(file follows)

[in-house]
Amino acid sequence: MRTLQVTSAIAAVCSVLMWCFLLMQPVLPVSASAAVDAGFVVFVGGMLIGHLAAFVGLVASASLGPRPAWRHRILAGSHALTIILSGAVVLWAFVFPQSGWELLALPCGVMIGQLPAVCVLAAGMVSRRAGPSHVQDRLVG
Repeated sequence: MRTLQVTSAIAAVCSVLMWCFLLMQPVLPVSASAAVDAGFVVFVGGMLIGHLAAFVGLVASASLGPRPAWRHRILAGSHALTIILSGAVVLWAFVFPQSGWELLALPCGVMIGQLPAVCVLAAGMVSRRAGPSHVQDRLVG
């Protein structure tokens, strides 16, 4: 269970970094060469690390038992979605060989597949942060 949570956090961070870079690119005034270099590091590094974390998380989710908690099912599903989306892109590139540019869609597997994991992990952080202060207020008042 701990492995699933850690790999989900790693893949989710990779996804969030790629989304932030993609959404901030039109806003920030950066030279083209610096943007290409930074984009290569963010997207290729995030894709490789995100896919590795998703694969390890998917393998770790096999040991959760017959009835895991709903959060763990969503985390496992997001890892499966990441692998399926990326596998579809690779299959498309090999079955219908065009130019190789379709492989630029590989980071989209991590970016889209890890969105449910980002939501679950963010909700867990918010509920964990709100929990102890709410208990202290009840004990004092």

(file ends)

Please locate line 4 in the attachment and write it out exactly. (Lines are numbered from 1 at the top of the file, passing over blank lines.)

């Protein structure tokens, strides 16, 4: 269970970094060469690390038992979605060989597949942060 949570956090961070870079690119005034270099590091590094974390998380989710908690099912599903989306892109590139540019869609597997994991992990952080202060207020008042 701990492995699933850690790999989900790693893949989710990779996804969030790629989304932030993609959404901030039109806003920030950066030279083209610096943007290409930074984009290569963010997207290729995030894709490789995100896919590795998703694969390890998917393998770790096999040991959760017959009835895991709903959060763990969503985390496992997001890892499966990441692998399926990326596998579809690779299959498309090999079955219908065009130019190789379709492989630029590989980071989209991590970016889209890890969105449910980002939501679950963010909700867990918010509920964990709100929990102890709410208990202290009840004990004092």